The emergence of CRISPR genomic engineering technology has amplified the need for ongoing transparency and open discussion between scientists and the public. Careful consideration of this technology’s potential risks and benefits requires us to tackle fascinating and challenging questions as a society.
We can now edit our DNA, but let’s do it wisely. In her TED Talk, IGI Executive Director Jennifer Doudna gives a great introduction to how the CRISPR-Cas9 system lets scientists rewrite DNA sequences in any cell. She explains that this revolutionary genetic engineering tool has granted a monumental opportunity to cure genetic disease and simultaneously forces us to grapple with difficult moral dilemmas.
"...all of us [have] a huge responsibility, to consider carefully both the unintended consequences as well as the intended impacts of a scientific breakthrough."
In January 2015, the IGI assembled leaders in the fields of genomic engineering, law, and ethics to consider the possible ramifications of CRISPR gene editing. Scientific progress was rapidly expanding the capabilities of genetic engineering, but public understanding of the technology and its potential was falling behind. With this in mind, the "IGI Forum on Bioethics" participants penned a perspective piece outlining areas of concern and key steps to the broader community.
The group concluded that the prospect of making deliberate, heritable changes to the human germline called for the most immediate attention and extensive consideration. Their recommendations are summarized as follows:
Heeding the call of fellow researchers, top scientific societies from several countries convened the International Summit on Human Gene Editing in December 2015. Organized in part by Dr. Doudna, the event was co-hosted by the US National Academies of Sciences and Medicine, the Chinese Academy of Science, and the UK Royal Society. The global discussion included presentations on the science of genetic engineering, applications, governance strategies, international perspectives, societal implications, and more.
The Summit Organizing Committee concluded that basic, pre-clinical research into human gene editing applications and clinical somatic cell therapy should continue. Clinical gene editing of the human germline should not occur until safety and efficacy issues have been addressed, there is a broad societal consensus on its use, and regulations ensure its safe and ethical application. Finally, the discussion should be ongoing and individual countries should establish harmonious regulatory standards.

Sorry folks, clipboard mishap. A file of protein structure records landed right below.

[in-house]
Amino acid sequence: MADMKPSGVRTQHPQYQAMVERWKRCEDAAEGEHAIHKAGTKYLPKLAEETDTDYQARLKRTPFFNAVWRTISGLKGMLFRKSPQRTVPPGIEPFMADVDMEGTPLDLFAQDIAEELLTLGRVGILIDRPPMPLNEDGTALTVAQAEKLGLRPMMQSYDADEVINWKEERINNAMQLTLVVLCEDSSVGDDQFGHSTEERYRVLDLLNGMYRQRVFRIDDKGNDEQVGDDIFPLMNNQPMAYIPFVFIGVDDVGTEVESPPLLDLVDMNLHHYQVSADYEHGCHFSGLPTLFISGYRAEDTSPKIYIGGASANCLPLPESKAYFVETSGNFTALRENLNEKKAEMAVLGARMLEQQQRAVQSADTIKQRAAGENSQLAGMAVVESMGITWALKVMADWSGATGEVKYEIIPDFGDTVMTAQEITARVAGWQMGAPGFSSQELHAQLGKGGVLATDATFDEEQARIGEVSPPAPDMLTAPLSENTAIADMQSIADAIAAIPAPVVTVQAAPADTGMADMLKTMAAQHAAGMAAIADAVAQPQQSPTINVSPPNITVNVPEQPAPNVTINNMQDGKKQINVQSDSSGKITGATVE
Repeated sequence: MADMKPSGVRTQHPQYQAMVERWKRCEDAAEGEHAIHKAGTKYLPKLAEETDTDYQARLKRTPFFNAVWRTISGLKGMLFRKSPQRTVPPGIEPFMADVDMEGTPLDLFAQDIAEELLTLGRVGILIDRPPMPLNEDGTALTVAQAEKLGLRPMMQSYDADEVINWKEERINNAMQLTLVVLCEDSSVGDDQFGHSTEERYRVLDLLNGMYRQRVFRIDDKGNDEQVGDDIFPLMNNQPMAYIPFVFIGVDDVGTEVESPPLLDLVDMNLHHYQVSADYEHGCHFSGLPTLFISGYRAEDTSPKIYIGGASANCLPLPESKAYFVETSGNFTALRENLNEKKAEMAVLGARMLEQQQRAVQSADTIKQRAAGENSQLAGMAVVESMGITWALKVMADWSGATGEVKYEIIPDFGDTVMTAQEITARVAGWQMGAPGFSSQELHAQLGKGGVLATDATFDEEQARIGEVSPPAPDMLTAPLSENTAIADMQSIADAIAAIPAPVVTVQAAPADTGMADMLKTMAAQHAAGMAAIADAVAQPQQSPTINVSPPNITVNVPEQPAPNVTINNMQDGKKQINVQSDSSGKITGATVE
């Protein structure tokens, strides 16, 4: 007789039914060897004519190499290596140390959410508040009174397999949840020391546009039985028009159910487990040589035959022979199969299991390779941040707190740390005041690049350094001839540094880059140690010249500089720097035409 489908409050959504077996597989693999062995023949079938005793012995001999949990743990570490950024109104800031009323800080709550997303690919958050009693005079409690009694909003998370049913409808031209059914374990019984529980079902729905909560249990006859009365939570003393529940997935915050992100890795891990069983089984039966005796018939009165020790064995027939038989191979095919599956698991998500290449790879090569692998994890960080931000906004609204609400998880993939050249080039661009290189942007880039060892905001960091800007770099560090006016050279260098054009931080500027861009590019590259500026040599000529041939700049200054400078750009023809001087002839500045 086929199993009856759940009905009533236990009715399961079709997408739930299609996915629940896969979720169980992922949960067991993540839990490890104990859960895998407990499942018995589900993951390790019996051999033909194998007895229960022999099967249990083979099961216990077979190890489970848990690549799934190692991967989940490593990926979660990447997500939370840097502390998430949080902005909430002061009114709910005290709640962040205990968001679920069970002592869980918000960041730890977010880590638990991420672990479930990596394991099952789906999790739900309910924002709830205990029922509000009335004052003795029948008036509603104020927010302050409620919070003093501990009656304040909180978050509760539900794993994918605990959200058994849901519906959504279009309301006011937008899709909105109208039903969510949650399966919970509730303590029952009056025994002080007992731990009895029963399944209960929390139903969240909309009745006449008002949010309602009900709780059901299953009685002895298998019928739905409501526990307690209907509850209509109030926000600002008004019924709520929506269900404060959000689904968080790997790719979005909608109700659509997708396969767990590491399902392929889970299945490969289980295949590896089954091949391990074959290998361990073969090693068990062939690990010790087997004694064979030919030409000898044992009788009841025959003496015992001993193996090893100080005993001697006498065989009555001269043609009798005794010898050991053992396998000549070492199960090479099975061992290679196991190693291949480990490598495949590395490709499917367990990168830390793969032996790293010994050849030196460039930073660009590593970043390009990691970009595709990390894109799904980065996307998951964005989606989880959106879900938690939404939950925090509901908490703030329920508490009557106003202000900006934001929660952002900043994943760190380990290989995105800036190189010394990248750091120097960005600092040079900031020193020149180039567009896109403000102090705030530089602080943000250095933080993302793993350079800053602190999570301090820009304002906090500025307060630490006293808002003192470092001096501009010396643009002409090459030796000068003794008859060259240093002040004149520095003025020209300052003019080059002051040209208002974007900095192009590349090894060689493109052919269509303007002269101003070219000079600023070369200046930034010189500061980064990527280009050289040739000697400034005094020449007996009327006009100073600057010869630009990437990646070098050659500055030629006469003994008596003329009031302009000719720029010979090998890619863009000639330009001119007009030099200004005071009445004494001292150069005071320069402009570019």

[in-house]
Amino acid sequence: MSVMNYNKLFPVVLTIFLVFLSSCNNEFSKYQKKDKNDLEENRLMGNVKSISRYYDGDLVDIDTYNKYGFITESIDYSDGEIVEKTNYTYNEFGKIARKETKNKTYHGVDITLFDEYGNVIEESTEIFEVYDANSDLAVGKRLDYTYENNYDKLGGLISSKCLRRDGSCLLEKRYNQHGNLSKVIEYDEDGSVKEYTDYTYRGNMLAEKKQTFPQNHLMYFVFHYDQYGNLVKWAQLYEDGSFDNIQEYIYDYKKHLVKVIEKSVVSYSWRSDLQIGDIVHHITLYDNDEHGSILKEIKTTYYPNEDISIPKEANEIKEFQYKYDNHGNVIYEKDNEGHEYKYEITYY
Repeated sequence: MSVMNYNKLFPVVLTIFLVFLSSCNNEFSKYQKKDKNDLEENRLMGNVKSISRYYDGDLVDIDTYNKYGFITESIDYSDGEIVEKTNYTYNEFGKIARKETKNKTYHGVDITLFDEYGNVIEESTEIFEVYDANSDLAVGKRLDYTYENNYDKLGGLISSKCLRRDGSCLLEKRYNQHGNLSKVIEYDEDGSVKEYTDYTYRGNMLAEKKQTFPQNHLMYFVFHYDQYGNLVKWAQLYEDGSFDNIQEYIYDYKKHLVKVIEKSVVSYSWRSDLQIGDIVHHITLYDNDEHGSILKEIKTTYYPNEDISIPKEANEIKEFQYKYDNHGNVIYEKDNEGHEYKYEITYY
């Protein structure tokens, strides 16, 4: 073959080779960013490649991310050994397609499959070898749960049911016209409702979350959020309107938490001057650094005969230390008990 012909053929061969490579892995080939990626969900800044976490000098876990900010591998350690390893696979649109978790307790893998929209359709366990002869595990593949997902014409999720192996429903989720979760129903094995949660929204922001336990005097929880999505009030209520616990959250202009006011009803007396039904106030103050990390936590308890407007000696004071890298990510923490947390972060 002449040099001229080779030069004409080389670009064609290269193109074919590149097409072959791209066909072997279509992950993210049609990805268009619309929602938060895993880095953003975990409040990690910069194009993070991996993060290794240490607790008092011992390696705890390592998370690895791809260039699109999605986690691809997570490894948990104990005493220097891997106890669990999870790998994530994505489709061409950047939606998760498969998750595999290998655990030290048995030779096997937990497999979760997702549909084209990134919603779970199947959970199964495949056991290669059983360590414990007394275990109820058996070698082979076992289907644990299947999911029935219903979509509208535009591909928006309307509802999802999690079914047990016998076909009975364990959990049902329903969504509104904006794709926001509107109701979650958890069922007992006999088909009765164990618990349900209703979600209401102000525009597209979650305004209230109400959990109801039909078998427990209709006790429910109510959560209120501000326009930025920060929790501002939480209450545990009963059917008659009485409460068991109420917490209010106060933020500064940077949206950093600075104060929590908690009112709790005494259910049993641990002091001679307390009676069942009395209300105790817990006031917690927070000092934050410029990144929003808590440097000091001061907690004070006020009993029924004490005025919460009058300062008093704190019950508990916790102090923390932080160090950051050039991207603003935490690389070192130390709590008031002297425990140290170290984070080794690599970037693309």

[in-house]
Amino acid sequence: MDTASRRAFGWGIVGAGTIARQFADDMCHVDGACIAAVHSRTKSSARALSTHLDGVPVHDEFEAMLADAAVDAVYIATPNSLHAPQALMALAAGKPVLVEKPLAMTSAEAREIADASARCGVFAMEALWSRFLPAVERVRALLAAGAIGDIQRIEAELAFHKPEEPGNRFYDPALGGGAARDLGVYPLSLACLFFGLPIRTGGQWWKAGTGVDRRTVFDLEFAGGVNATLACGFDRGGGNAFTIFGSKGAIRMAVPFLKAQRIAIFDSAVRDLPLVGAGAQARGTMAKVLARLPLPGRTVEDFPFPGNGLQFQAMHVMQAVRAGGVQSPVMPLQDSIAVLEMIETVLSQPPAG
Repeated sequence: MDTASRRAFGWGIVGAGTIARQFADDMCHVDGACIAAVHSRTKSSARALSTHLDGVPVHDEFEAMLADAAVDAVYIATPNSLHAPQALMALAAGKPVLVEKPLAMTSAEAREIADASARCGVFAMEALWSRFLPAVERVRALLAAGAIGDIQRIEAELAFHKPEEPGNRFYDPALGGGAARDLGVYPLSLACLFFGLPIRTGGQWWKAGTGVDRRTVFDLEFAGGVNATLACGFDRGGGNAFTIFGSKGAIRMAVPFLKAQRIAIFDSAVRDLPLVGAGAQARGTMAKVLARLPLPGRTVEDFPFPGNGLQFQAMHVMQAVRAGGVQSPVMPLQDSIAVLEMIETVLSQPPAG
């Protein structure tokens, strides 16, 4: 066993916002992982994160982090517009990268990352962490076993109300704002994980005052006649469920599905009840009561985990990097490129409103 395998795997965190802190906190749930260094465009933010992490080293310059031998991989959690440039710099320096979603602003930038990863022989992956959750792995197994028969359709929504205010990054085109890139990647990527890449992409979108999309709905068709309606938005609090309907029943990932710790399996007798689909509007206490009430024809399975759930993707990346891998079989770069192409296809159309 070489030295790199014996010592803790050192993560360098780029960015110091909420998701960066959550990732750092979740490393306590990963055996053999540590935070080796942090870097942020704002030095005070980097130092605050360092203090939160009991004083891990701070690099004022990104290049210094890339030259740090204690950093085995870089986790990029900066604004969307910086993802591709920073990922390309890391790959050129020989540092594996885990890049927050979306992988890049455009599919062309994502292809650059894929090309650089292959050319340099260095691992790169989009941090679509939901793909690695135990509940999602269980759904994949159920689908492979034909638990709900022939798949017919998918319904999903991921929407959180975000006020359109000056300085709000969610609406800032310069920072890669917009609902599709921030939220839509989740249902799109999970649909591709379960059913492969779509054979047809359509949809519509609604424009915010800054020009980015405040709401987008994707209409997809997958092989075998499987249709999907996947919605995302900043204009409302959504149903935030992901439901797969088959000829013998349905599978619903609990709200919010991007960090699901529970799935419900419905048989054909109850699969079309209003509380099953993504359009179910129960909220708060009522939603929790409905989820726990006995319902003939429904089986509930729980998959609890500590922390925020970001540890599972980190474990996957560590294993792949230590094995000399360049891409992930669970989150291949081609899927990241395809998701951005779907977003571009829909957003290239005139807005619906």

The Nuffield Council on Bioethics is an independent body that identifies and debates ethical questions that arise from biotechnology advances. In September 2016, the group released a comprehensive report that lays out many of the key issues associated with genome editing, including applications in human health, food, wildlife, ecosystems, industry, military, and amateur use.
The Council concluded that there is a "need for urgent ethical review" in genome editing for preventing genetic disease in humans and genetically engineering livestock to improve animal husbandry and food production. As a result, they have established a new working party on genome editing and human reproduction that will further address ethical concerns and make appropriate recommendations.
In February 2017, an expert committee assembled by the U.S. National Academies of Science and Medicine released a comprehensive set of recommendations on the ethical use of genomic editing technology.
Their key conclusion? “Heritable germline genome editing trials must be approached with caution, but caution does not mean they must be prohibited.” In their report entitled, “Human Genome Editing: Science, Ethics, and Governance,” the committee makes it clear that safe and effective germline intervention is currently unrealistic. Furthermore, in the United States, the FDA is prohibited from reviewing any “research in which a human embryo is intentionally created or modified to include a heritable genetic modification.” However, technical barriers are being overcome and the permissibility of germline editing clinical trials differs between countries. Thus, the committee provides a strict set of criteria that should eventually be met in order for germline editing to be considered justifiable. They recommend that germline modification should only be used to prevent serious diseases when the harmful mutations are well understood, reversing the mutations is not likely to have an adverse effect, and no reasonable alternative is available. Additionally, genomic editing should not be used for enhancement of any kind, heritable or otherwise.